R


    Its a hole, drill it as big as you can and interpolate the rest to size.


    What size hole can you drill?

    Well for a couple hundred pieces I would waste my money on indexables drill unless you have one or feel its a size worth buying for future work. They are one size for one hole size, body and inserts are pricey.

    Carbide drill...eh. Its as good as the tip lasts.

    HSS drill....if you have one, go for it.

    If you going to put cash down for a tool my money is on a Spade drill. Nice short size, 1-1/2" or so will pop a nice starting hole in 316SS in short time. Plus the body can be used for several other size inserts/blades and you can buy them as singles or buy several...not the indexable 10 packs


    Put the biggest hole in you can, then mill. If you wanna play with pockets cycles and HSM go for it...but start with BIGgest Hole you can.

  23. #37
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    316 SS if it has relatively large hard spots of slag in it will use up tooling 10x to 100x faster than normal. big difference if you got "cheap" SS with hard spots
    .
    in general a harder metal you have to take less depth and width of cut cause of cutter vibration limits, just saying 1/2" dia end mill at 1" depth in SS good luck with that trying to do a 5 min cycle time, 7 cubic inches SS turned into chips or 1.4 cub inch per min at 0.3 cub in per hp per min thats about 4.7hp needed, thats a lot of hp and cutting force on a 1/2" dia end mill
    .
    3" dia hole in 316 SS would take about if
    0.2 cubic in per hp per min
    30 sfpm so 38 rpm at 0.6 ipm feed need about 21hp
    if softer at 0.4 cubic in per hp per min about 10.8hp needed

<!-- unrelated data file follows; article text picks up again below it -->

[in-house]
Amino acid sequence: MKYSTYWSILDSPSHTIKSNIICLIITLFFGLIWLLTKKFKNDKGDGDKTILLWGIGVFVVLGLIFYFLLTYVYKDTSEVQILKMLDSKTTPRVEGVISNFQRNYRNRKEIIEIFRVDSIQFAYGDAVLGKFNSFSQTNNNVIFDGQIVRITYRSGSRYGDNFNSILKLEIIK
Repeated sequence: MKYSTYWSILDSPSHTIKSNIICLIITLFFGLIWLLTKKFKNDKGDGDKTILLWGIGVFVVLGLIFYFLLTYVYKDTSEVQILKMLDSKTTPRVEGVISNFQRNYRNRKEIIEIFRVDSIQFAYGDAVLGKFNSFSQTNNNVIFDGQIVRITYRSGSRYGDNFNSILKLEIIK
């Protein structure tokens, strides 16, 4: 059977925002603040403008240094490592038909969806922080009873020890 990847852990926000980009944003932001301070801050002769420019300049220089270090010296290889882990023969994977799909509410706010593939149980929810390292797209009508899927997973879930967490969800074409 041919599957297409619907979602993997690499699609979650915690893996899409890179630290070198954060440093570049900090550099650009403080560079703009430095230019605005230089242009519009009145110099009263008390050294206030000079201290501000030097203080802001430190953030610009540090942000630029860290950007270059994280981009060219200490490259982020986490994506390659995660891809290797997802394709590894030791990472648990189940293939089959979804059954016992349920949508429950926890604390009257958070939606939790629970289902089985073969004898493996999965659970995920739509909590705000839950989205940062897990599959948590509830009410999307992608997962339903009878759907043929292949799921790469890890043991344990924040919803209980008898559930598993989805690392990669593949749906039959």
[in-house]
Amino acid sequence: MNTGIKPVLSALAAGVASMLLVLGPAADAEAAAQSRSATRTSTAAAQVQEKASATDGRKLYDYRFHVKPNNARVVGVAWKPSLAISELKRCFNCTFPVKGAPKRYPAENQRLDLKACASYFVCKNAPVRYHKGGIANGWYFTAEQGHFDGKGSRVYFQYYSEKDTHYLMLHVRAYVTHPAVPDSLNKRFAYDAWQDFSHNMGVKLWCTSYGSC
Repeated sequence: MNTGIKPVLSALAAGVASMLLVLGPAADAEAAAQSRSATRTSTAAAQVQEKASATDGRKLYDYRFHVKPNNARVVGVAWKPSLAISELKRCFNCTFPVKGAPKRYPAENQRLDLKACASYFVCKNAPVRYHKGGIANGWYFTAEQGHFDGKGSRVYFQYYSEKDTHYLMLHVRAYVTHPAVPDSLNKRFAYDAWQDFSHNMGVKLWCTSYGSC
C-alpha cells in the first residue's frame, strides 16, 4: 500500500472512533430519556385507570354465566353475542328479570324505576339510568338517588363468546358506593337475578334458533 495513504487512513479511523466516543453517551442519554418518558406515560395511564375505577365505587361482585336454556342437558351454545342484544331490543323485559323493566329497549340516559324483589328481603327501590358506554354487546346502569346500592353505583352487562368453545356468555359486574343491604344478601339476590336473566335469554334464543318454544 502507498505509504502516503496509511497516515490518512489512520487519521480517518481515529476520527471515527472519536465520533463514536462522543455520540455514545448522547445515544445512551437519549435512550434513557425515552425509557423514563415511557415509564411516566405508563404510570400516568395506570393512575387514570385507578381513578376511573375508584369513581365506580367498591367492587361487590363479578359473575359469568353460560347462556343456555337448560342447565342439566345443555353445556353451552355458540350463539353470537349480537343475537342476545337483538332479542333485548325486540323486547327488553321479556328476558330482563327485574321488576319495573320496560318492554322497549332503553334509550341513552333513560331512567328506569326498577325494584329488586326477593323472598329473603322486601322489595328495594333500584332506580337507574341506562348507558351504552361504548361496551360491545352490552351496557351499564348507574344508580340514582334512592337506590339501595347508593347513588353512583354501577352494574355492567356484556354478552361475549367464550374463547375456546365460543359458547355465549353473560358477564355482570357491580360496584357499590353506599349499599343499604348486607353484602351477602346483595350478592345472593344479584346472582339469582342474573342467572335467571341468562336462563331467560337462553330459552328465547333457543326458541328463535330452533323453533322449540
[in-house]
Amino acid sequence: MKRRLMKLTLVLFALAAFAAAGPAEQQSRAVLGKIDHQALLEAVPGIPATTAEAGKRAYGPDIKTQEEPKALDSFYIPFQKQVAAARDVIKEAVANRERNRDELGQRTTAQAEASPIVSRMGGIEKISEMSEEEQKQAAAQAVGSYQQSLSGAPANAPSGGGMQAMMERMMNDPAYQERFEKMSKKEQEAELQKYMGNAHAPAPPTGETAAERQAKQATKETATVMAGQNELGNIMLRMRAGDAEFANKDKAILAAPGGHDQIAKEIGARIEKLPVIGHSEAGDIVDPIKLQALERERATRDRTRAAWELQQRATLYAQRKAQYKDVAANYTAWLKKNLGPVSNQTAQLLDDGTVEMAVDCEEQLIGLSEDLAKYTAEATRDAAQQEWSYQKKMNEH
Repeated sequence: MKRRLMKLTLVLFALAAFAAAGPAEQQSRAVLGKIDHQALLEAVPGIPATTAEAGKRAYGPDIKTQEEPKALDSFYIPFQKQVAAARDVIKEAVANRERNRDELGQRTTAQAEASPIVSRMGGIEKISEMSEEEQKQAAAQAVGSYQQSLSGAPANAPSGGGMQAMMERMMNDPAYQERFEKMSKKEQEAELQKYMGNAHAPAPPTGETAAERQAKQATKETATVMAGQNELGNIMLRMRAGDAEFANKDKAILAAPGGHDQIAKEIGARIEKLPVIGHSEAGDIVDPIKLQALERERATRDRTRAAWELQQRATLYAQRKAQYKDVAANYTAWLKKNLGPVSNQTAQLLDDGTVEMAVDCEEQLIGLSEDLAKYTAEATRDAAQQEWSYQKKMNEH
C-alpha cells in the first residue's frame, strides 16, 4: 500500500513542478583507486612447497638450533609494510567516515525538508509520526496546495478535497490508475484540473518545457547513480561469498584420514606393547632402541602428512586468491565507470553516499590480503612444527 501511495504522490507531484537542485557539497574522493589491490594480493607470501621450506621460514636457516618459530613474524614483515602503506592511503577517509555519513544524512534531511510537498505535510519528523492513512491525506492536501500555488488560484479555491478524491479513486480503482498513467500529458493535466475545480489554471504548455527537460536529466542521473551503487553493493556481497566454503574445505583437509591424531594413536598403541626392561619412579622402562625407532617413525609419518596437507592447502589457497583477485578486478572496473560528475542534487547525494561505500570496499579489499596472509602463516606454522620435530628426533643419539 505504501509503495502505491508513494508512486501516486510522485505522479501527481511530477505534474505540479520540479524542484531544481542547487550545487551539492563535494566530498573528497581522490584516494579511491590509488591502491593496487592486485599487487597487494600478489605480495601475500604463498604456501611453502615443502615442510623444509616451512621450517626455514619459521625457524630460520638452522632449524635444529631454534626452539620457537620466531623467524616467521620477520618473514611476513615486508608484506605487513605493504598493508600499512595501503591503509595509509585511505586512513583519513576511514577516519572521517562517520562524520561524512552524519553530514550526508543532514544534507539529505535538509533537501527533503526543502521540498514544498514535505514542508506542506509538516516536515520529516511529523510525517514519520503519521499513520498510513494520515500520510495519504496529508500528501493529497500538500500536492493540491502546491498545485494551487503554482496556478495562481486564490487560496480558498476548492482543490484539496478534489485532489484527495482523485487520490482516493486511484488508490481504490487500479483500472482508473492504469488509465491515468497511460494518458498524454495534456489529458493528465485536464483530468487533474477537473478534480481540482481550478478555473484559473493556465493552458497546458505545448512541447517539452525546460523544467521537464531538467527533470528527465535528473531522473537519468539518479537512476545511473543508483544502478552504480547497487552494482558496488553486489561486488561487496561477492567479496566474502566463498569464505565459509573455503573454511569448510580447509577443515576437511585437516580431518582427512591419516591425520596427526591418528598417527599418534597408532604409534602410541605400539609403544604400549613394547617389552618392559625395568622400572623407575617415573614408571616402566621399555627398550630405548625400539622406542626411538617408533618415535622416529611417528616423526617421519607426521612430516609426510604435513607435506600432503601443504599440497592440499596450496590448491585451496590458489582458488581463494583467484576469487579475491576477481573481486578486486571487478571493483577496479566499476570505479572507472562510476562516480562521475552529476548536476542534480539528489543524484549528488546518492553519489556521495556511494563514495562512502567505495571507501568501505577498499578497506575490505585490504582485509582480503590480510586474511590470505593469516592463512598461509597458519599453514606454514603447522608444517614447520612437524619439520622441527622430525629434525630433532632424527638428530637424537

.
    carbide insert drill 3" dia
    0.4 cubic in per hp per min
    200 sfpm , 255rpm at 4.1 ipm feed about 72hp needed..... got to watch big carbide drills, they need a lot of hp
    .
    abrasive wear dont be surprised tool dull in less than 10 minutes

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  25. #38
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    Quote Originally Posted by DMF_TomB View Post
    316 SS if it has relatively large hard spots of slag in it will use up tooling 10x to 100x faster than normal. big difference if you got "cheap" SS with hard spots
    .
    in general a harder metal you have to take less depth and width of cut cause of cutter vibration limits, just saying 1/2" dia end mill at 1" depth in SS good luck with that trying to do a 5 min cycle time, 7 cubic inches SS turned into chips or 1.4 cub inch per min at 0.3 cub in per hp per min thats about 4.7hp needed, thats a lot of hp and cutting force on a 1/2" dia end mill
    .
    3" dia hole in 316 SS would take about if
    0.2 cubic in per hp per min
    30 sfpm so 38 rpm at 0.6 ipm feed need about 21hp
    if softer at 0.4 cubic in per hp per min about 10.8hp needed
    .
    carbide insert drill 3" dia
    0.4 cubic in per hp per min
    200 sfpm , 255rpm at 4.1 ipm feed about 72hp needed..... got to watch big carbide drills, they need a lot of hp
    .
    abrasive wear dont be surprised tool dull in less than 10 minutes
    Where's the period key?


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    Quote Originally Posted by Djstorm100 View Post
    Looking at drills now with thru spindle coolant and peck it. If I'm using a 1/2" end mill, use a 13mm drill to give added diameter clearance?
    dont peck, especially with TSC.

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    Customer contacted me and stated its 316L, not 316. Seems like"L" in the stainless means low carbon and does not affect machining much. It's for the most part meant to reduce sensitivity when welding or something like that. I could be wrong and probably am. If not low carbon, only other thing could mean is lead.

    If these parts happen to be cast, is there any precaution to know about with cutting cast material?

    I know some companies do not like to machine cast iron because of clean up or the dust getting in to places it should not (linear guides and lungs for example). Not sure if this is a aspect of it being cast or nature of iron.
    Last edited by Djstorm100; 05-19-2020 at 11:54 PM.